ATIS KENINS SCHOOL BUILDING AND NATIONAL ROMANTICISM IN THE ARCHITECTURE OF RIGA AT THE TURN OF THE 20TH CENTURY (Ata Kenina skolas eka un nacionalais romantisms Rigas 20. gs. sakuma arhitektura)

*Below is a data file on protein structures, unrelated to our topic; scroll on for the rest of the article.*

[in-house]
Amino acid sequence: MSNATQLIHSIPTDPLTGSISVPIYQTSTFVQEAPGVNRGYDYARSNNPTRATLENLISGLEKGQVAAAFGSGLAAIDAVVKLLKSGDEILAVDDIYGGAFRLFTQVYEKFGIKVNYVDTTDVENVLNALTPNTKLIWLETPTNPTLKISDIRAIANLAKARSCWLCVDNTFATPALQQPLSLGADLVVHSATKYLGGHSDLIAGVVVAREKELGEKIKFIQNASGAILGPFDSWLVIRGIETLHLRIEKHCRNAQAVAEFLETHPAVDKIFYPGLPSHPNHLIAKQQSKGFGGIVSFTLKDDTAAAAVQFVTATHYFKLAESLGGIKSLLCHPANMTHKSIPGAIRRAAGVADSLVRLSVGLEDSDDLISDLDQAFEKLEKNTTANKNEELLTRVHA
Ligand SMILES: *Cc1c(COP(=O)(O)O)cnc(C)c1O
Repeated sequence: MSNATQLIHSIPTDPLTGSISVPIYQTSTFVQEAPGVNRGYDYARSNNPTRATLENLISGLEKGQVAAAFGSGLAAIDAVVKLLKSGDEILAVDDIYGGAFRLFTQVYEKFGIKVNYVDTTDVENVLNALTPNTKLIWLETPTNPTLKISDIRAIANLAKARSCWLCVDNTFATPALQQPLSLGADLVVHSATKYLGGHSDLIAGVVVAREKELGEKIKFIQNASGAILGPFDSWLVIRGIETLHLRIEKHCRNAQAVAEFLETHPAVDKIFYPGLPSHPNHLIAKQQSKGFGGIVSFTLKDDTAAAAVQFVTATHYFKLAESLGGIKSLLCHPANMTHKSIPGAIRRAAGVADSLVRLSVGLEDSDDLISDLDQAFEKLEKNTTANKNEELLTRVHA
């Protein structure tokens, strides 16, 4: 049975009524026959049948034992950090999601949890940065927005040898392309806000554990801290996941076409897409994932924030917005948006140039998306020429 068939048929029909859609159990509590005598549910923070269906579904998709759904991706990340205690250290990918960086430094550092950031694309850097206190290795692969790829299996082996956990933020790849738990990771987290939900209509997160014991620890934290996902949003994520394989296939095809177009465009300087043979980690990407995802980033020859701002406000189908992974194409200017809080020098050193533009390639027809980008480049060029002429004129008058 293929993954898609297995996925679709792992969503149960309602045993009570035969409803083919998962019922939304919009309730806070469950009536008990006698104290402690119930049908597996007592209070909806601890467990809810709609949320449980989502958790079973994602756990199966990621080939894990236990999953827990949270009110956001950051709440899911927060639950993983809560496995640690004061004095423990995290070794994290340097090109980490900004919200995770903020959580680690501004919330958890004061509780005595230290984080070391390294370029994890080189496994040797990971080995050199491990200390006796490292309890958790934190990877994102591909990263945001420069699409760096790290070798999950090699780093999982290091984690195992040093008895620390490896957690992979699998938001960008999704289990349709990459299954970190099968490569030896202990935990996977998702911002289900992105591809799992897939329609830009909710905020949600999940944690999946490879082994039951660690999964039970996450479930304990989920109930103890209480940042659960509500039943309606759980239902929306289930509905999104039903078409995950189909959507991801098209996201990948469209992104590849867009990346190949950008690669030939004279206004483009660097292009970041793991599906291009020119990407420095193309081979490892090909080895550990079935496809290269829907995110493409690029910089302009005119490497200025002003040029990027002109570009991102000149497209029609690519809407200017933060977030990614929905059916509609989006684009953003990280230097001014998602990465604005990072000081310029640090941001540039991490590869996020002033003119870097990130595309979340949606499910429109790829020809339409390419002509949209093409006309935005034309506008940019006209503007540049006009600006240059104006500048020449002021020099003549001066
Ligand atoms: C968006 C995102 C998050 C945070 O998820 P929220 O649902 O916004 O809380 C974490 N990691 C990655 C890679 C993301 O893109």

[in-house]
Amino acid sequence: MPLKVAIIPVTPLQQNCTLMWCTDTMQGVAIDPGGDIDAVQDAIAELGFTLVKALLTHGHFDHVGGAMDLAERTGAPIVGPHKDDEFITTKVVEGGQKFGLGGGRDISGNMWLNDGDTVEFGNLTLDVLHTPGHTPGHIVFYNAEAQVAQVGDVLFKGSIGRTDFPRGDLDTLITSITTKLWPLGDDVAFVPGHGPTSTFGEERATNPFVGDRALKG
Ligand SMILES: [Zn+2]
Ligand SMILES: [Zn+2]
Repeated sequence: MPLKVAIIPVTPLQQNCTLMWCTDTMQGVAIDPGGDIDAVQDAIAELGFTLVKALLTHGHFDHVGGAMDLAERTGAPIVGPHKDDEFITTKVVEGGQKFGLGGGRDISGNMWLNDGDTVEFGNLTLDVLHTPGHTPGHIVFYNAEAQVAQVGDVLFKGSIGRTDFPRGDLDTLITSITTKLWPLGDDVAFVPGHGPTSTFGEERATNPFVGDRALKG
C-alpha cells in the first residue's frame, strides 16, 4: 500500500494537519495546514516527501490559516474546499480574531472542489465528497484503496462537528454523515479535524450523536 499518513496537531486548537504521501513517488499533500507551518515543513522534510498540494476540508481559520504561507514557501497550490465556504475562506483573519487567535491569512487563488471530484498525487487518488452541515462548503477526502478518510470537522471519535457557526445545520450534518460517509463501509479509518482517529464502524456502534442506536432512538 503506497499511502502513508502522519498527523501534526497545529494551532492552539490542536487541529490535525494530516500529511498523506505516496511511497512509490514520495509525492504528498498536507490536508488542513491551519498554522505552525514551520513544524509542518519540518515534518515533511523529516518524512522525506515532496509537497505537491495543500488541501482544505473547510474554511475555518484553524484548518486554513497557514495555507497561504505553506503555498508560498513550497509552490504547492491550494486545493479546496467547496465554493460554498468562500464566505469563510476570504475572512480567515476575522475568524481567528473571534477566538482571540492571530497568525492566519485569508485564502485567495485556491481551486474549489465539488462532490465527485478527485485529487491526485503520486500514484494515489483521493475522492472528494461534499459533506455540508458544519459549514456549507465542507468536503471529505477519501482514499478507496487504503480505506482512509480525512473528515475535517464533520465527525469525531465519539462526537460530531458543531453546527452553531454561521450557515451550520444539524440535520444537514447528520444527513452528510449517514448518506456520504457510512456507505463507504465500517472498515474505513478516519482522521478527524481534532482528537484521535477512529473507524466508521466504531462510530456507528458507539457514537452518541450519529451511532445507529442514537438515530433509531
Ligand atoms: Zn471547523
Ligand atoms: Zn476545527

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National Romanticism belongs to the most controversial trends in the architecture of the early 20th century. Connections between National Romanticism and Art Nouveau in Riga were detected already between the wars, and there is a reasonable ground to consider National Romanticist architecture as a modification of Art Nouveau. But some particular questions of National Romanticism are still waiting for answers. This article about the Atis Kenins School (1905, Terbatas Street 15/17, architects Konstantins Peksens and Eizens Laube), the first public building of this style in Riga and one of the most outstanding examples of it, tries to answer some of these questions. The present look of the Atis Kenins School differs from the elevation drawing in the project as well as from some early- 20th-century photographs that show more influences of Finnish architecture. It was a very important source of inspiration for the National Romanticist architecture in Riga. Comparing the general features of the Finnish architecture with those of the Latvian National Romanticist architecture, the article tries to define the specificity of National Romanticism, pointing to some stereotypes in methodological approach. Conclusions based on research experience in other countries do not allow to interpret the National Romanticist architecture as a manifestation of national identity. Even the school owner Atis Kenins' very nationalist-minded personality does not convince that the look of the building is expressive of Latvian identity. These aspirations are only part of a certain stylistic trend that comprises many other features as well. The analysis of the Kenins School interiors proves that National Romanticist interiors should be included in one typological group with different stylistic elements. So the term of National Romanticism in Riga as well as in Finland and other countries should be used as a neutral stylistic category.
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